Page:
Sparkill Creek

Citizen Testing Sites

Water Quality Conditions by Location

Recent Samples Historical Statistics
Site Name (Watershed) Sample Date [i] Entero Count

Entero Count

Enterococcus (“Entero”) is a fecal indicating bacterium that lives in the intestines of humans and other warm-blooded animals.

[i] 4 Days Total Rain (in)

4 Days Total Rain (in)

The combined rainfall for the day of sampling, prior day, two days prior and three days prior. More than 1/4 inch is considered a “wet weather sample.”

[i] Number of Samples

Number of Samples

Total number of samples included in these calculations.

[i] Geometric

Geometric Mean

A measure of central tendency (a weighted average) used by NYS DEC and the US EPA to assess water quality. The geometric mean is defined as the nth root (where n is the number of samples) of the product of the Enterococcus measurements. A geometric mean over 30 fails the EPA criteria for safe primary contact.

[i] Maximum


The highest Enterococcus count we have recorded at this site (“>” indicates an unknown number greater than this number and reflects the upper limit of our scoring ability for this sample).

[i] Minimum


The lowest Enterococcus count we have recorded at this site (“<” indicates an unknown number less than this number and reflects the lower limit of our scoring ability for this sample).

Individual Entero Counts by Site

Note: multiple counts of the same value will overlap and appear as one dot.

Water Quality*

Acceptable (0–60) Beach Advisory (61+)

*Single sample thresholds;
Enterococcus count per 100mL

Prior Four Day Rainfall
(in inches)

Dry Weather (0–0.25) Wet Weather (0.25+)

Geometric Mean*

Acceptable (0–30) Unacceptable (31+)

*Weighted average of multiple
samples; Enterococcus count
per 100mL

Enterococcus is an EPA-approved fecal contamination indicator.

Samples taken by citizen scientists and processed at Sarah Lawrence College Center for the Urban River at Beczak, using methods and study designs that are consistent with Riverkeeper’s Hudson River and Community Science programs.



The Sparkill Creek Watershed spans parts of Rockland County, NY and Bergen County, NJ. The watershed is mostly urbanized, although there are pockets of forest. The stream’s headwaters are located in the Palisades at the northern end of the watershed. From there the Sparkill Creek flows south to the hamlet of Tappan, where it is joined by the Sparkill Brook, a tributary stream that flows north from New Jersey. From there, the Sparkill Creek turns back toward the north and empties into the Hudson River at Piermont Marsh, a unique research and recreational resource covering over 1,000 acres.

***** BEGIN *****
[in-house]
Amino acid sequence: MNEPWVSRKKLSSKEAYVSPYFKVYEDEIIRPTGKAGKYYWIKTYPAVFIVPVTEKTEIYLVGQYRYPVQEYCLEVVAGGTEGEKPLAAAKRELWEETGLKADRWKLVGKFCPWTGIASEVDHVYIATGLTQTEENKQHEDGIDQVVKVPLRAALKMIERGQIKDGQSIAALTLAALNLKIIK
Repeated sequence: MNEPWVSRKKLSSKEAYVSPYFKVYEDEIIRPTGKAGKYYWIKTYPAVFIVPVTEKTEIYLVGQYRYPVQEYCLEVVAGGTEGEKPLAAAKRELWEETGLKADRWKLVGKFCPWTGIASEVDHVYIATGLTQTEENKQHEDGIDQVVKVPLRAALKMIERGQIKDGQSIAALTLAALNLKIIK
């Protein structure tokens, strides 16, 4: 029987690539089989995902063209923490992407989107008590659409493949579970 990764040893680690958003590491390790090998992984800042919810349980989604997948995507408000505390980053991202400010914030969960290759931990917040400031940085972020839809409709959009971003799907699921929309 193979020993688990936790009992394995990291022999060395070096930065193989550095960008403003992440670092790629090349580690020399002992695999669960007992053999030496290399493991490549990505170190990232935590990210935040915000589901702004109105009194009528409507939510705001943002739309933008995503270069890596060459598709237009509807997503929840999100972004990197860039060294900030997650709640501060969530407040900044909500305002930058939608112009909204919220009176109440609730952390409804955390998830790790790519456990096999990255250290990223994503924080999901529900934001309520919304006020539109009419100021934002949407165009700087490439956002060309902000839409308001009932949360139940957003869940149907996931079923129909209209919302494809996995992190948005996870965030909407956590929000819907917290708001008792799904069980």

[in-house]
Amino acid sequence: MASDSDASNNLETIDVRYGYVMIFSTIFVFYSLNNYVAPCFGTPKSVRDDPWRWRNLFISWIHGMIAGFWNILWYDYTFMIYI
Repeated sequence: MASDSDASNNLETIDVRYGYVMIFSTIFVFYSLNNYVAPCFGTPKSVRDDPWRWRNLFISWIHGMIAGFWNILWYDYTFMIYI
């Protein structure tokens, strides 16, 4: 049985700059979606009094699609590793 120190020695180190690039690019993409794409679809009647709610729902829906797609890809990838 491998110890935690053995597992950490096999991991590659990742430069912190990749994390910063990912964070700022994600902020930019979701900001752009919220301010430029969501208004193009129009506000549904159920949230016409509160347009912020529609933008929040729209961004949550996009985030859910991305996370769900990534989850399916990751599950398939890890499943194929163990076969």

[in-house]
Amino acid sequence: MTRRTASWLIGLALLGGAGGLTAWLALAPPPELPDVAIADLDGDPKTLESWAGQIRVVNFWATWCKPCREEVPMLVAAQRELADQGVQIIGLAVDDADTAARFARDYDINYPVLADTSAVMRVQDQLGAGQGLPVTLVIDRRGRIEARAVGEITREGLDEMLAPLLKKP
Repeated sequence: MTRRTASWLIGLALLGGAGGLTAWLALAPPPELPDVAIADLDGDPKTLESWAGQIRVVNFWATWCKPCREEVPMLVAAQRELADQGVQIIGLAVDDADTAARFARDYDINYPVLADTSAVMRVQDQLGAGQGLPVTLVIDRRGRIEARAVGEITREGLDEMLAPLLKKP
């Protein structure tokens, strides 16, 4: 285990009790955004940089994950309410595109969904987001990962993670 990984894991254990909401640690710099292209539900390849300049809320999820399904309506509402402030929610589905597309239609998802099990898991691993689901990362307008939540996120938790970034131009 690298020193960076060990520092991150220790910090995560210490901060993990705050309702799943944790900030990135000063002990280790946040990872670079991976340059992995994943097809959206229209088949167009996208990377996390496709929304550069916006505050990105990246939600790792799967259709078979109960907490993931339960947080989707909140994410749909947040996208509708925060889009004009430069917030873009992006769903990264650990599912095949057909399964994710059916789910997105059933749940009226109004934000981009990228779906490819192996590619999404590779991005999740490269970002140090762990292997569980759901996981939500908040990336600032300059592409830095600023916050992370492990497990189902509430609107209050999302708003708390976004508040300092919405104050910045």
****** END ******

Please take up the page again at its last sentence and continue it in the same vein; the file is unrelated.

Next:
Read our 2022 report summarizing our two-year water quality assessment of the Sparkill Creek Watershed.

Read our 2021 data report about the Sparkill Creek Watershed.



Sparkill Creek Watershed Alliance_Group ShotRiverkeeper monitors Sparkill Creek water quality in partnership with the Sparkill Creek Watershed Alliance (SCWA). The group’s mission statement asserts a dedication “to the health, welfare and appreciation of Sparkill Creek.”

Exploratory sampling conducted near the mouth of the Sparkill Creek in 2011 by Riverkeeper’s science partners showed that the Sparkill Creek suffers from extremely high levels of fecal contamination. These results galvanized the SCWA to investigate further by sampling throughout the watershed. The Sparkill Watershed sampling program was one of the first citizen science partnerships undertaken by Riverkeeper, and continues to serve as a model for other watersheds in Riverkeeper’s study.

Sampling in this watershed in 2017 is funded by an EPA Urban Waters Small Grant. Sampling and sample processing procedures for this program are described in the program’s Quality Assurance Project Plan.

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